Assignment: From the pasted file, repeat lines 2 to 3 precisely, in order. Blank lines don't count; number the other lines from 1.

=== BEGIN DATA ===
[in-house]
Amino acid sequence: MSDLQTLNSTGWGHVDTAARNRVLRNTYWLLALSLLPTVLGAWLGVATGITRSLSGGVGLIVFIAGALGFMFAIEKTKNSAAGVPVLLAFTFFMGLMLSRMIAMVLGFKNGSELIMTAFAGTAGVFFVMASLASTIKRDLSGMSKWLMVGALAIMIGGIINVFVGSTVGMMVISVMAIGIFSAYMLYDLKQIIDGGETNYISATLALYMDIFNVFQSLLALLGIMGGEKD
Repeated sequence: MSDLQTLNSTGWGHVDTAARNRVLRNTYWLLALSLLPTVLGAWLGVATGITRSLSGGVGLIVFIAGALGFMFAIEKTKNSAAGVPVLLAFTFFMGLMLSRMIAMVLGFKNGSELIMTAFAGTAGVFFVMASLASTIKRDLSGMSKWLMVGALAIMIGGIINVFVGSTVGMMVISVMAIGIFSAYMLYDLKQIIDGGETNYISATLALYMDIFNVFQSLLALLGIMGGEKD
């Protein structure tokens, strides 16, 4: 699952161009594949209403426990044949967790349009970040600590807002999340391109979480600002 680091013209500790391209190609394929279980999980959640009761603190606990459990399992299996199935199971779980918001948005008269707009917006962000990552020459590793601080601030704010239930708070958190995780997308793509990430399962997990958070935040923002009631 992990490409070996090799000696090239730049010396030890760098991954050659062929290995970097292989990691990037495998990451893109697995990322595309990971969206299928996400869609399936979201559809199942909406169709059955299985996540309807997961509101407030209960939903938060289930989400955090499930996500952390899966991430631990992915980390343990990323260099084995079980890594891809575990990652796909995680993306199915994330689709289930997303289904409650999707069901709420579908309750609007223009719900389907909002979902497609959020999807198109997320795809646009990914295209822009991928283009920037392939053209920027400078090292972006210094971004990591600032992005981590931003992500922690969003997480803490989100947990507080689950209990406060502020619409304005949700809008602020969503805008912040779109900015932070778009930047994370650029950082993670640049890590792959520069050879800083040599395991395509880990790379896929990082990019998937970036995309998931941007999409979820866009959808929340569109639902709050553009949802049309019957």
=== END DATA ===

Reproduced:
Amino acid sequence: MSDLQTLNSTGWGHVDTAARNRVLRNTYWLLALSLLPTVLGAWLGVATGITRSLSGGVGLIVFIAGALGFMFAIEKTKNSAAGVPVLLAFTFFMGLMLSRMIAMVLGFKNGSELIMTAFAGTAGVFFVMASLASTIKRDLSGMSKWLMVGALAIMIGGIINVFVGSTVGMMVISVMAIGIFSAYMLYDLKQIIDGGETNYISATLALYMDIFNVFQSLLALLGIMGGEKD
Repeated sequence: MSDLQTLNSTGWGHVDTAARNRVLRNTYWLLALSLLPTVLGAWLGVATGITRSLSGGVGLIVFIAGALGFMFAIEKTKNSAAGVPVLLAFTFFMGLMLSRMIAMVLGFKNGSELIMTAFAGTAGVFFVMASLASTIKRDLSGMSKWLMVGALAIMIGGIINVFVGSTVGMMVISVMAIGIFSAYMLYDLKQIIDGGETNYISATLALYMDIFNVFQSLLALLGIMGGEKD